The footballers search relations visualization is an interactive network graph showing the connections of former and current football players and managers based on searches performed on Google. The graph consists of 1106 nodes and 2880 edges.
As a starting point I took the player names from the Guardian's Top 100 footballers list as seed queries and crawled Google's search results 5 levels deep. To be included in the graph the search query's result page needs to show knowledge graph information. If a result contains related searches up to 5 of them were also performed until the maximum depth level was reached.
To limit the graph to persons who relate to the football topic their knowledge graph description had to contain words such as footballer, football player, football manager, striker, soccer player, soccer coach... you get the idea.
The resulting graph is less surprising than the programmer search network I created before. The most connected node is Lionel Messi with a degree of 20, somehow playing in his own league here too with Cristiano Ronaldo and Neymar following up each with a degree of 16. The average degree in this network is 5.208 and the modularity 0.86 with 37 recognized communities.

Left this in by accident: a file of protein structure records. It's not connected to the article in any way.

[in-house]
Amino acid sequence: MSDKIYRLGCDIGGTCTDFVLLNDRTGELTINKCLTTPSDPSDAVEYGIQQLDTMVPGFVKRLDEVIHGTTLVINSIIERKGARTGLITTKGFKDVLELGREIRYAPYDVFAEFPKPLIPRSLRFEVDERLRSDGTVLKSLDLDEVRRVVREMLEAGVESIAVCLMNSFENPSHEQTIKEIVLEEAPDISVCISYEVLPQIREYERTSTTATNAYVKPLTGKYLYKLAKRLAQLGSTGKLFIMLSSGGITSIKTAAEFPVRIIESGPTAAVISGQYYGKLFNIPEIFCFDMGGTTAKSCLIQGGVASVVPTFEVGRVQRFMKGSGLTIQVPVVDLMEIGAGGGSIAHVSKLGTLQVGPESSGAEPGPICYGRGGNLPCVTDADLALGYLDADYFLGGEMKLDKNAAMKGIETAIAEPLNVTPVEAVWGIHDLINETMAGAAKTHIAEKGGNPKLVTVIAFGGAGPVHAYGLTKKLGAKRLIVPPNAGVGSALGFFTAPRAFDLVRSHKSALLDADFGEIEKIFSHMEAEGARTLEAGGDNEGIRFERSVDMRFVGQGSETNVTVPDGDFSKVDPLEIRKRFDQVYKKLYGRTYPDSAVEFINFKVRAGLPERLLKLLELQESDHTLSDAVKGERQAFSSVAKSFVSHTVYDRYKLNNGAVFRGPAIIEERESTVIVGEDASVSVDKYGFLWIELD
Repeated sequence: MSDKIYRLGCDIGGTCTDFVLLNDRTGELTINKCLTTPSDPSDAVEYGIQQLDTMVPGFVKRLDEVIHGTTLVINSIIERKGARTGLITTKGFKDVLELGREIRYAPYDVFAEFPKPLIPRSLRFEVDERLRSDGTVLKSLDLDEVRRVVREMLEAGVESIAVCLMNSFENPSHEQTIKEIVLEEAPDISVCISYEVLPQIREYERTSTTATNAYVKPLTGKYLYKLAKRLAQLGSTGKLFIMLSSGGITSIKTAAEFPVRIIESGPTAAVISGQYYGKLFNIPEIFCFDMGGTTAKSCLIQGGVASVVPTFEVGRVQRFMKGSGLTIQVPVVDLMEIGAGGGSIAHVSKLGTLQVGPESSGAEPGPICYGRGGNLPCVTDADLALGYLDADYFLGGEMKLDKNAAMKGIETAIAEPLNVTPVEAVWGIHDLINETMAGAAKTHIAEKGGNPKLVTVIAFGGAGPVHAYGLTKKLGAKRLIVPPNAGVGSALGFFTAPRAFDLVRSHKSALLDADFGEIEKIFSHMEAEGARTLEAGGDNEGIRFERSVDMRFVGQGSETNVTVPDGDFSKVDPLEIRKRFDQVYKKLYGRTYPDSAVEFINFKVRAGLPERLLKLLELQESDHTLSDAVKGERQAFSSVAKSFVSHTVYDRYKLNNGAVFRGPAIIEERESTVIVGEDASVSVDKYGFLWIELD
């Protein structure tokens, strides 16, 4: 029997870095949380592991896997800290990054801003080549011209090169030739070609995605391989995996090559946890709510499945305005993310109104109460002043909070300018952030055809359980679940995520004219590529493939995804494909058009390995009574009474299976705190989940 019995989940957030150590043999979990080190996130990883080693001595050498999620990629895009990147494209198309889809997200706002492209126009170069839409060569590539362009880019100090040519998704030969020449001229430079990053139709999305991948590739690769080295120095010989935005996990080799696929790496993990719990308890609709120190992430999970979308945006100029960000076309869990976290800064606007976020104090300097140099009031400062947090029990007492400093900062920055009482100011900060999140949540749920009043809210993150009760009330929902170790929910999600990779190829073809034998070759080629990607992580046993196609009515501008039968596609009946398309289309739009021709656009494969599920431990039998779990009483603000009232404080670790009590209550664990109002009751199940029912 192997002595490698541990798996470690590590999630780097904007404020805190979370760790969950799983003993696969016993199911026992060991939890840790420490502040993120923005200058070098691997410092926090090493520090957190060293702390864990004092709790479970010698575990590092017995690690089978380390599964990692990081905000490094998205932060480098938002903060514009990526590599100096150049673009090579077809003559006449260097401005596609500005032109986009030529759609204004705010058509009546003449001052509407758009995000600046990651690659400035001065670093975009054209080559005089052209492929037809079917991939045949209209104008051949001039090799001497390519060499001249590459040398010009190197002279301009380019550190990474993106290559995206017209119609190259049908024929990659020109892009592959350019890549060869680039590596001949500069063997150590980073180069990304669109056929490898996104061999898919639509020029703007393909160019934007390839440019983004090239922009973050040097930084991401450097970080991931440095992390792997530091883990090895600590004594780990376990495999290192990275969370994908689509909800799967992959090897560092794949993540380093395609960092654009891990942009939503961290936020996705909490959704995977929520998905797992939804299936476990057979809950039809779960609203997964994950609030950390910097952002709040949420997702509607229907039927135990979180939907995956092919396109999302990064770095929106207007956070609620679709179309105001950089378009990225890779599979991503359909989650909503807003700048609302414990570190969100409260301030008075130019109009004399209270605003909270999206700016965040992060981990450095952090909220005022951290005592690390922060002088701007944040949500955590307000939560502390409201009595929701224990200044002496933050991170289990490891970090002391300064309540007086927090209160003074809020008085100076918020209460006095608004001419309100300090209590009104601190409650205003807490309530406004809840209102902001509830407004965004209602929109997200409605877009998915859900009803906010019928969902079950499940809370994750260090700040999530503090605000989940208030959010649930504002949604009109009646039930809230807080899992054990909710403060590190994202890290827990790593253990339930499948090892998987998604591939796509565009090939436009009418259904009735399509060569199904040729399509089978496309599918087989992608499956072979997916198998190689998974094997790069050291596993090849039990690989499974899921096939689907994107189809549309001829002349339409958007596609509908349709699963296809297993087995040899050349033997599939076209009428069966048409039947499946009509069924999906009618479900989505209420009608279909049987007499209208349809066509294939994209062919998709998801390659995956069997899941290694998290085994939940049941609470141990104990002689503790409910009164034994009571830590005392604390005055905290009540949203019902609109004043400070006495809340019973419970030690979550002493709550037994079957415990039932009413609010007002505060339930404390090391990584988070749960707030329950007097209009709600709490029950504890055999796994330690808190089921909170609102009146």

Looking at the different communities one can see that they are often made up of players from the same team, e. g. an Arsenal London community around Bacary Sagna, an Internazionale community around Diego Milito, a Bayern Munich community around Bastian Schweinsteiger, and an FC Barcelona community around Andrés Iniesta.
This network graph shows only a small fraction of the football players known to Google. Freebase alone, which is one of the sources for Google's Knowledge Graph information, currently lists 104,710 football player topics.
Determined by the initial list of current top players, former football stars are less prominent in this network. If I had started with searches for Pelé, Franz Beckenbauer, Diego Maradona and the likes, I'd expect a different network, but still with many active footballers, who I suppose are searched more frequently.